It was not known for a long time that the number $$\frac{\zeta(2)}{\pi^2} =\frac1{\pi^2}\sum_{n=1}\frac1{n^2}$$ is rational, $1/6$. Euler showed this in his solution of the Basel problem. Related examples include $\zeta(2)^2/\zeta(4)$ and, more generally, $\zeta(2k)/\pi^{2k}$ for integer $k$. I mention this historical fact because of several attempts on MO to find a "closed form" evaluation of $\zeta(3)$ (mostly of the form $\zeta(3)/\pi^3\overset?\in\mathbb Q$, which is numerically confirmed to be doubtfully true).
EDIT. I do understand that not everybody feels this post to be in a (magic) "spirit" of the OP. But I do not understand your downvotes here. Why don't you downvote when somebody puts a problem on finding a "closed form" for $\zeta(3)$? Or when somebody "proves" that $\log2$ is a rational multiple of $\pi^2$? Anyway, I do not remove this post but put it in the community wiki mode, as it might be used, together with this answer and comments therein, as a reference to later silly questions about zeta values.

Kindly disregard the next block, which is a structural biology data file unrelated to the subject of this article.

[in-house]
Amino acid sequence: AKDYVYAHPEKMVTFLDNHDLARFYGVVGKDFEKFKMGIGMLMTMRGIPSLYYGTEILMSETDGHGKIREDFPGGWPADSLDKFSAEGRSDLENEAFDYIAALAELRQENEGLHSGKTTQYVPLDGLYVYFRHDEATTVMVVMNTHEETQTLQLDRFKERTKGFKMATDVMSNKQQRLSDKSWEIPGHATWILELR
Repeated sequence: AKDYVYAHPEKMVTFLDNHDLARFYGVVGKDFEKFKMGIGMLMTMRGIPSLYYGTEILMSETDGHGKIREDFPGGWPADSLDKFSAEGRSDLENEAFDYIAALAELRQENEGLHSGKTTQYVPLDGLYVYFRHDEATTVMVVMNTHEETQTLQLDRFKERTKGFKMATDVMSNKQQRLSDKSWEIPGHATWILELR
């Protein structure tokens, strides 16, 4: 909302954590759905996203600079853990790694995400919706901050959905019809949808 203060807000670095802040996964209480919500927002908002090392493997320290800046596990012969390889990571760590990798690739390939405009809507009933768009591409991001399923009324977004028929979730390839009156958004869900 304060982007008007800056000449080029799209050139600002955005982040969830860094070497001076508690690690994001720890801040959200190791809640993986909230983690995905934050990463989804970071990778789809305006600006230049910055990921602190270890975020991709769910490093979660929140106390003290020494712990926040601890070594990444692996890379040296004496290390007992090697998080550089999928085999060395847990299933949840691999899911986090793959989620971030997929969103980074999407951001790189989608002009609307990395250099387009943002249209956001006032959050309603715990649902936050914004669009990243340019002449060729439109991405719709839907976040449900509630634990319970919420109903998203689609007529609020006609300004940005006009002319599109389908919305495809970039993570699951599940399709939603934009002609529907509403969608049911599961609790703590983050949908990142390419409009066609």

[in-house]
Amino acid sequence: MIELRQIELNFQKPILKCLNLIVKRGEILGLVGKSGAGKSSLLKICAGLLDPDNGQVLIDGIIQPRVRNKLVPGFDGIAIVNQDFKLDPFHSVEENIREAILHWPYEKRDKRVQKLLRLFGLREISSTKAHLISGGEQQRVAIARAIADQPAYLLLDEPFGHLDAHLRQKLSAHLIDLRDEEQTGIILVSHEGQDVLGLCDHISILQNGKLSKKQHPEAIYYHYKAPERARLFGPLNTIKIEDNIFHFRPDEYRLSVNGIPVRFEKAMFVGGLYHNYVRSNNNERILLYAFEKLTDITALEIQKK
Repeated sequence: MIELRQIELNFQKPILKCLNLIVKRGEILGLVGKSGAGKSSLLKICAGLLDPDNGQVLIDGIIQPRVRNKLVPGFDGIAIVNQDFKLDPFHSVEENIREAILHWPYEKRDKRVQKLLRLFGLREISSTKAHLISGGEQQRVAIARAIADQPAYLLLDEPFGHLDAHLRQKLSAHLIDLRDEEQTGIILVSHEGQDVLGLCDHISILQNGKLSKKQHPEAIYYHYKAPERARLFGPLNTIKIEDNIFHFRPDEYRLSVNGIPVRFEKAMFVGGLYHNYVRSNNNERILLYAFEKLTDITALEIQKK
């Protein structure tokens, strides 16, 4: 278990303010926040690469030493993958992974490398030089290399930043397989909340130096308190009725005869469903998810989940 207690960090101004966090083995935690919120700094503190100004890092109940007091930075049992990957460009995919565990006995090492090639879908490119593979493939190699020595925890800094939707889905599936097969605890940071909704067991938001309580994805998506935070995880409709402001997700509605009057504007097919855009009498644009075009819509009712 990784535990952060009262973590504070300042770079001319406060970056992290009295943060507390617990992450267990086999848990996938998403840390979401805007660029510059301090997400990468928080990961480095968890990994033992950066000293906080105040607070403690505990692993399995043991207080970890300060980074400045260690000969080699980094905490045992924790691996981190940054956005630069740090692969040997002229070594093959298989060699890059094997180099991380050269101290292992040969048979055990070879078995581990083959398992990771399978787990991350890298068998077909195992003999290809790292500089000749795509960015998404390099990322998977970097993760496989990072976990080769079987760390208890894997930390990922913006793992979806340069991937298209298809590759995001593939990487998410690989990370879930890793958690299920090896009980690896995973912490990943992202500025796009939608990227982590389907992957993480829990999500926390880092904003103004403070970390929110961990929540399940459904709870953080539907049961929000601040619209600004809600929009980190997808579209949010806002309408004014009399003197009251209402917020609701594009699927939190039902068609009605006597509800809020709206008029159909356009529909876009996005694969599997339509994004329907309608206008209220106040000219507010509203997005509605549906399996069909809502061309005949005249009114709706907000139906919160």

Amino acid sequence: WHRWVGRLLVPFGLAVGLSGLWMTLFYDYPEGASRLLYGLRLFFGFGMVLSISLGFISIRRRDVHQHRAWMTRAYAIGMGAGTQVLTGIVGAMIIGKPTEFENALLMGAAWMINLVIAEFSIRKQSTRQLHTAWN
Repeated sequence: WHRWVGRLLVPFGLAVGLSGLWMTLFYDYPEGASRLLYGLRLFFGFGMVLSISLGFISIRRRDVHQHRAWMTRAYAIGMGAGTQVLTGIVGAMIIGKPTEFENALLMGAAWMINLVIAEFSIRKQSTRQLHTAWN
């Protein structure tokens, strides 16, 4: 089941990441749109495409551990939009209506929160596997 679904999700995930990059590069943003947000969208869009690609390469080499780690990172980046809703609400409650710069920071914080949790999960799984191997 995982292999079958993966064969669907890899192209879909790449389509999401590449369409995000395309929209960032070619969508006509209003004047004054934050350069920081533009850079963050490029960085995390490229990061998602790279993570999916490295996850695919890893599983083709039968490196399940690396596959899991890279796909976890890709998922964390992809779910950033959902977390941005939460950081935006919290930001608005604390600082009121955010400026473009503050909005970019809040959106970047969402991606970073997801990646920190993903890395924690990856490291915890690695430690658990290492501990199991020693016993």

It was not known for a long time that the number $$\frac{\zeta(2)}{\pi^2} =\frac1{\pi^2}\sum_{n=1}\frac1{n^2}$$ is rational, $1/6$. Euler showed this in his solution of the Basel problem. Related examples include $\zeta(2)^2/\zeta(4)$ and, more generally, $\zeta(2k)/\pi^{2k}$ for integer $k$. I mention this historical fact because of several attempts on MO to find a "closed form" evaluation of $\zeta(3)$ (mostly of the form $\zeta(3)/\pi^3\overset?\in\mathbb Q$, which is numerically confirmed to be doubtfully true).